Going into our 3rd year, I am amazed at the number of interface challenges Wufoo’s created for me. So far I’ve created over 50 interfaces and designs for our little web app and it feels like a portfolio in and of itself. I never really thought about how exciting creating a tool could be in college—where assignments had definitive beginnings, middles and ends. It’s always weird to think about how my great plan in life before getting into the startup life was to teach digital art to hippies. I may still go into teaching some day (I do love to share), but I think I’ll probably be a very different teacher now that I have some “real world” experience under my belt. The start of a new year is usually a good time for reflection and so I thought I’d take some time to write out some surprises and lessons that’s shaped me so far as a designer.
Web application design is surprisingly organic. I’ve never designed something so volatile and delicate. In college, web design always felt cold and distant. It was the least exciting medium for me. I preferred anything else to it: print, paint, sculpture, mixed media, video, performance. I was addicted to eliciting emotions and I couldn’t imagine anything farther from my audience than the Internet. But Wufoo has showed me that software can have personality and feel more alive than anything else I’ve ever created. Because thousands of users are using something I’ve created in realtime, it responds almost immediately to the slightest modifications. Moving a button, changing a color, rewriting copy. All of it matters and in different and surprising ways. This is so different from creating framed art work for a gallery where feedback and the possibility of response and interaction is difficult and mostly non-existent.
On a web application, the design breathes and exhales through customer support. I’m so glad we have Chris on our team. He’s our customer evangelist. Through him, I’ve come to believe that there’s nothing more important than to monitor and man those incoming emails and respond as quickly as possible to every single inquiry, request and comment. It’s the pulse of not only the application, but the business as well. It’s in support requests that Wufoo lets us know when something isn’t working. It’s there that she lets me know when I’ve done something right.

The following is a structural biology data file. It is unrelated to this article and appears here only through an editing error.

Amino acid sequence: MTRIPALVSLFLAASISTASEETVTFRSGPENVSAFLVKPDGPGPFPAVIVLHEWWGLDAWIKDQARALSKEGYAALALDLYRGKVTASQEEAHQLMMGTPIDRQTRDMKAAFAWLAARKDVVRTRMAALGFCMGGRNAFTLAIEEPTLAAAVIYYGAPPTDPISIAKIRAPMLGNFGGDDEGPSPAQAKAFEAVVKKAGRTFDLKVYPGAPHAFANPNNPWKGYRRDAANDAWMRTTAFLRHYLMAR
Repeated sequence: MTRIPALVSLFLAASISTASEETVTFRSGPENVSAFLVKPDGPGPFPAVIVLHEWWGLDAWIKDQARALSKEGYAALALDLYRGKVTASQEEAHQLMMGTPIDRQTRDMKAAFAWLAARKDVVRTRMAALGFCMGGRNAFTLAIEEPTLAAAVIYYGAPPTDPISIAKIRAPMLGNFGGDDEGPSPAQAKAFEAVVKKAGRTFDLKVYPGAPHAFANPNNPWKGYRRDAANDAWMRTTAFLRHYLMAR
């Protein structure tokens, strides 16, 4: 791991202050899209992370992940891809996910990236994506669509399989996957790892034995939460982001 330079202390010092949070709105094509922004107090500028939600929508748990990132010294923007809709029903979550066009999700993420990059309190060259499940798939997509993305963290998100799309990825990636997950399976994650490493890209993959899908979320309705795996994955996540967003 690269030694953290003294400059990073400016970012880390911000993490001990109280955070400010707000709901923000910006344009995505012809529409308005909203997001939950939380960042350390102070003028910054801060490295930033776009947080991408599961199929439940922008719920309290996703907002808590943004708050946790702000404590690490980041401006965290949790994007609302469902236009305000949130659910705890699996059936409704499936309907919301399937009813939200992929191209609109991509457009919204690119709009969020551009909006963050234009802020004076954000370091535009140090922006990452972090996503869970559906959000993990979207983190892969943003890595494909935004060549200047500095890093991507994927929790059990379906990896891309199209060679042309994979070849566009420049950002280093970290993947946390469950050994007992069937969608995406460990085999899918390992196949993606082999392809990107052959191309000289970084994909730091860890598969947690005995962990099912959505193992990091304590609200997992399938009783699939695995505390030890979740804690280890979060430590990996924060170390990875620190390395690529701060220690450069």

And I can’t talk about Chris without talking about his brother. Here’s what I’ve learned from Ryan: If you want remarkable results, feed a good programmer a diet of good design. It’s like Wheaties for them.
The only piece of wisdom I’ve learned while working on Wufoo concerns what separates good designers from bad designers. For most designers, the relationships they care about most are the ones they have with the design. They seem to love only the design and more often than not, a bit too much. These designers focus on their legacy at the expense of the audience. The user can suck it. You can hear it in the way they talk about the design and how they talk about their users. They’re arrogant and defensive.
Good designers, however, are more like matchmakers. They design for the relationships between the tool and the user. If you know anything about relationships, then you know that this is extremely difficult maintain a healthy one. To be good at relationships you have to not only be selfless, but listening…constantly and carefully. When I started working on Wufoo, I was definitely one of these bad designers cultivating bad relationships. I thought I knew all the answers. I thought I was hot shit. And I saw the user as a wild beast that needed to be tamed. He got in MY way. Use the tool the way I designed it, fool—not the way you think it should work. Thinking back, I remember being angry all of the time.
I think all I really had going for me then was a nice aesthetic and the ability to look at something in a surprising light. After awhile, I’ve slowly come to see that successful designs augment a good head start with constant iteration and deep observation. I now believe a sense of humility is probably a designer’s greatest asset. Designers, on their own, can only get you 1/3 of the way there. Your users and your ability to adapt helps you create the rest.